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Jennifer K. Jacobs and Eiji Morita

This article describes a novel assessment method used to examine Japanese and American teachers' ideas about what constitutes effective mathematics pedagogy. Forty American and 40 Japanese teachers independently evaluated either an American or Japanese mathematics lesson captured on videotape. Their comments were classified into over 1600 idea units, which were then sorted into a hierarchy of categories derived from the data. Next, the authors hypothesized underlying ideal instructional scripts that could explain the patterns of responses. Whereas the U.S. teachers were supportive of both traditional and nontraditional elementary school mathematics instruction and had different scripts for the two lessons, the Japanese teachers had only one ideal lesson script that was closely tied to typical Japanese mathematics instruction. The findings suggest that U.S. teachers may have more culturally sanctioned options for teaching mathematics; however, Japanese teachers may have a more detailed and widely shared theory about how to teach effectively.

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Nanette Seago, Jennifer Jacobs, Mark Driscoll, Michael Matassa, and Matassa Callahan

U.S. students' poor performance in the domain of geometric transformations is well documented, as are their diffi culties applying transformations to similarity tasks. At the same time, a transformations-based approach to similarity underlies the Common Core State Standards for middle and high school geometry. We argue that engaging teachers in this topic represents an urgent but largely unmet need. The article considers what a transformations-based approach to similarity looks like by contrasting it with a traditional, static approach and by providing classroom examples of students using these different methods. In addition, we highlight existing professional development opportunities for teachers in this area.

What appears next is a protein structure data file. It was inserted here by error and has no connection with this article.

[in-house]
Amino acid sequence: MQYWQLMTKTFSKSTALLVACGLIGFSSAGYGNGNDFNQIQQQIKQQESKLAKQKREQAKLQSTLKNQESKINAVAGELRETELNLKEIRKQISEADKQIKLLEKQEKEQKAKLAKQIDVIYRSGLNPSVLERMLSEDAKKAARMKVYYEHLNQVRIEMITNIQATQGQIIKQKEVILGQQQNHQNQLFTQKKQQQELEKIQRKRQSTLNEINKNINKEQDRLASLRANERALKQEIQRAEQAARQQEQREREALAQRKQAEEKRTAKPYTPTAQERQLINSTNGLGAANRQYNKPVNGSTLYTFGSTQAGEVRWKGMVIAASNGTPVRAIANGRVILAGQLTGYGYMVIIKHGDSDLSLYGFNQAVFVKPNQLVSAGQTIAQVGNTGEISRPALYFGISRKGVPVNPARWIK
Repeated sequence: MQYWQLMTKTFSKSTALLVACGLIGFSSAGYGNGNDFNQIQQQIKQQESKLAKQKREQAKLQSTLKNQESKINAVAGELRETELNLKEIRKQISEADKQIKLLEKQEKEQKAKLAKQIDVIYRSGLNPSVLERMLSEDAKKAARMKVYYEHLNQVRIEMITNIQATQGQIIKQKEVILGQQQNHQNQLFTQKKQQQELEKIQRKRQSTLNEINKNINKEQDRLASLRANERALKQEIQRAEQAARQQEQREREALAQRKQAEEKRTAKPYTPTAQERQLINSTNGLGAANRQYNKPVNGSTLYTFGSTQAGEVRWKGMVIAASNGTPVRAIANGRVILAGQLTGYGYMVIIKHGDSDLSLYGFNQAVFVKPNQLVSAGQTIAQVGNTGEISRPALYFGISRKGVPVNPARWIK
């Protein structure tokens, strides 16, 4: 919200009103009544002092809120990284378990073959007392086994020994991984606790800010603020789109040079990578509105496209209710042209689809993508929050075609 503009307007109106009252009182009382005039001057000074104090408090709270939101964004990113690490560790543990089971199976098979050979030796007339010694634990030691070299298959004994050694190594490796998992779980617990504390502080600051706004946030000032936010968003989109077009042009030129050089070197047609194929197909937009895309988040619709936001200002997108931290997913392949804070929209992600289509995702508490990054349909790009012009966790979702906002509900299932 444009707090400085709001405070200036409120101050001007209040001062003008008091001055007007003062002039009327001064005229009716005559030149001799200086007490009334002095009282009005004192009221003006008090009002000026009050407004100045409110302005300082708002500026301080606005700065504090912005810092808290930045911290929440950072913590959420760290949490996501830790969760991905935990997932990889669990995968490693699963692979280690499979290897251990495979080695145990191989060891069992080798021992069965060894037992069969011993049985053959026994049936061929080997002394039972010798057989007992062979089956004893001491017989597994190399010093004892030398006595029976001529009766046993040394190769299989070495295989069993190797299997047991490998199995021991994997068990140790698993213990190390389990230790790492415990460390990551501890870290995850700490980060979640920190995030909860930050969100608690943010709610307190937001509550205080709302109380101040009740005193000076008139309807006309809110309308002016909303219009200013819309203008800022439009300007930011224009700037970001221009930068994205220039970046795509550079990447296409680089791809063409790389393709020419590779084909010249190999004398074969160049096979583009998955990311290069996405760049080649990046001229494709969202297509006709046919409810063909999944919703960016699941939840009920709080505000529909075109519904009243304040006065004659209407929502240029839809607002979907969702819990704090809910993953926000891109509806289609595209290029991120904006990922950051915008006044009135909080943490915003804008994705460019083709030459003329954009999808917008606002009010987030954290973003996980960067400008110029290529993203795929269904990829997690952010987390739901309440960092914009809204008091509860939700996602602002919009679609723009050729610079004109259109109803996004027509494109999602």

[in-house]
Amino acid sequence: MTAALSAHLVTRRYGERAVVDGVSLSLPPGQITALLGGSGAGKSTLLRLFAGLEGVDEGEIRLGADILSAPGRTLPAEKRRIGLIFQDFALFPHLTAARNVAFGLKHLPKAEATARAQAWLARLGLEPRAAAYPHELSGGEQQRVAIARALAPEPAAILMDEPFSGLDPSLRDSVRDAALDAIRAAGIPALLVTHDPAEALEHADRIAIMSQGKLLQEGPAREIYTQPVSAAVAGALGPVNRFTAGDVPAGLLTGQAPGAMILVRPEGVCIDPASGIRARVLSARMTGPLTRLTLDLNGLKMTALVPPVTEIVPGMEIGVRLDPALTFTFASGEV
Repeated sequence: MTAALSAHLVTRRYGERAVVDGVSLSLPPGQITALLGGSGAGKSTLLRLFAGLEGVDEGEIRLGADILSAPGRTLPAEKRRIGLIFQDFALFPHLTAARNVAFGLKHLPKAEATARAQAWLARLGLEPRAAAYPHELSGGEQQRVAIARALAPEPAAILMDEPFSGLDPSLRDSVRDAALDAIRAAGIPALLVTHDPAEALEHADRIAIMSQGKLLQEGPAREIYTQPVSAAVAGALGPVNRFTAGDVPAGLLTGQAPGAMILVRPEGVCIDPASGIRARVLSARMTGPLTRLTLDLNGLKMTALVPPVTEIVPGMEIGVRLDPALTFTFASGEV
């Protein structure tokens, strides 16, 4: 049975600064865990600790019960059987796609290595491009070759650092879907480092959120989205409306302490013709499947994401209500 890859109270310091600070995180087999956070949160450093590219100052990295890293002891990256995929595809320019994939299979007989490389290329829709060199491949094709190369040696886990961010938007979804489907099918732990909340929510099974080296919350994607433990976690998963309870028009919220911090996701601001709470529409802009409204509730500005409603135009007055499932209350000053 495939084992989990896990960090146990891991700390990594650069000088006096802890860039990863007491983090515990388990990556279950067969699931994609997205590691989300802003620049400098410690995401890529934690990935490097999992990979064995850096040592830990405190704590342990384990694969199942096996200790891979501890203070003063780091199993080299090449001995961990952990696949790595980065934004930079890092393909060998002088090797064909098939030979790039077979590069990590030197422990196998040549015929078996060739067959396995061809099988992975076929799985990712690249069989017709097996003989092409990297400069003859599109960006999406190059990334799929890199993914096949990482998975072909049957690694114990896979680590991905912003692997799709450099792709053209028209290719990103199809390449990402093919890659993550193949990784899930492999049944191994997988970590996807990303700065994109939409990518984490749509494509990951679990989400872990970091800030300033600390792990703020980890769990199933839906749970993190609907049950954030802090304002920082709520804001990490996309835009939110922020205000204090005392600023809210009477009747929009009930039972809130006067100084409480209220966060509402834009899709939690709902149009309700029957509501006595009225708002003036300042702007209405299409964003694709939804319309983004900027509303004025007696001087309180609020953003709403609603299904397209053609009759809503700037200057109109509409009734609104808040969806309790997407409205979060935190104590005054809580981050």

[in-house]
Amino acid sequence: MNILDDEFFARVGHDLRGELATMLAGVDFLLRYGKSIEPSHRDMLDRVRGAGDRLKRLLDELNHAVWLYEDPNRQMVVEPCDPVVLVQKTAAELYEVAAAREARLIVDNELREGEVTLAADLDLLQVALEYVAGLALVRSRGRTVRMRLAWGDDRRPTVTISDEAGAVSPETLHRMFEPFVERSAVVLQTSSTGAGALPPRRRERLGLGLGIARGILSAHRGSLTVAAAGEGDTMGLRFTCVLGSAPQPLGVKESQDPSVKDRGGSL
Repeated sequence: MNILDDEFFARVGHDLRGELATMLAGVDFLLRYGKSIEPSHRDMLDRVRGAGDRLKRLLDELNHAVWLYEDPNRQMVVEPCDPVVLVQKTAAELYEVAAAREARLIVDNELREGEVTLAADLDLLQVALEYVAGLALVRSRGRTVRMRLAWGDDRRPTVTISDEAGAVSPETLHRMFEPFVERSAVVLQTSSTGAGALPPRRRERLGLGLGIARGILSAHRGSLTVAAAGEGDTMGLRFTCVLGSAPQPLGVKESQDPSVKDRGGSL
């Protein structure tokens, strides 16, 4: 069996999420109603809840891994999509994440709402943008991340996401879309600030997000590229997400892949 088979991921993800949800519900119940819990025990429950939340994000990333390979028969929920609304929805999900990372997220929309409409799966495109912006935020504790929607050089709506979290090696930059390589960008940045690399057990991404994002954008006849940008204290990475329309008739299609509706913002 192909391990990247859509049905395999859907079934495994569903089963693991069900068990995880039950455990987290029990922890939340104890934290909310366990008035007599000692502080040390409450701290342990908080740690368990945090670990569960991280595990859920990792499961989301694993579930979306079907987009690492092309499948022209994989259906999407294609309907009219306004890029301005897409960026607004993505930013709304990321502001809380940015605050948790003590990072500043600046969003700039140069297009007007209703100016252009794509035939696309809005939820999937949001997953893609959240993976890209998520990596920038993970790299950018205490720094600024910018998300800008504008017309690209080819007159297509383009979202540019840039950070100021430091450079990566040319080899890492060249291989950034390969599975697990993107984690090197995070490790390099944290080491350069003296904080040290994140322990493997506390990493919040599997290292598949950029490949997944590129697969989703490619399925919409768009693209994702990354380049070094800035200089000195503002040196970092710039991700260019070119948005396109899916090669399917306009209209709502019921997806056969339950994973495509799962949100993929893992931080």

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Jennifer E. Jacobs, James Hiebert, Karen Bogard Givvin, Hilary Hollingsworth, Helen Garnier, and Diana Wearne

Debates about the future of school mathematics in the United States often center on whether standards-based instruction is improving or undermining students' achievement. Critical for making progress in these debates is information about the actual nature of classroom practice in U.S. classrooms. This article focuses on one key element of classroom practice—teaching—and presents the results of two studies of randomly selected, nationally representative U.S. eighth-grade mathematics lessons that were videotaped as part of the TIMSS 1995 and 1999 Video Studies. Analyses compare features of teaching found in these lessons with pedagogical recommendations for middle school teachers in the Principles and Standards for School Mathematics (Principles and Standards) in order to examine the extent to which teaching in U.S. eight-grade classrooms is standards-based. Results show that typical mathematics teaching, in both 1995 and 1999, is more like the kind of traditional teaching reported for most of the past century (Cuban, 1993; Fey, 1979; Weiss, Pasley, Smith, Banilower, & Heck, 2003; Welch, 1978) than the kind of teaching promoted in Principles and Standards.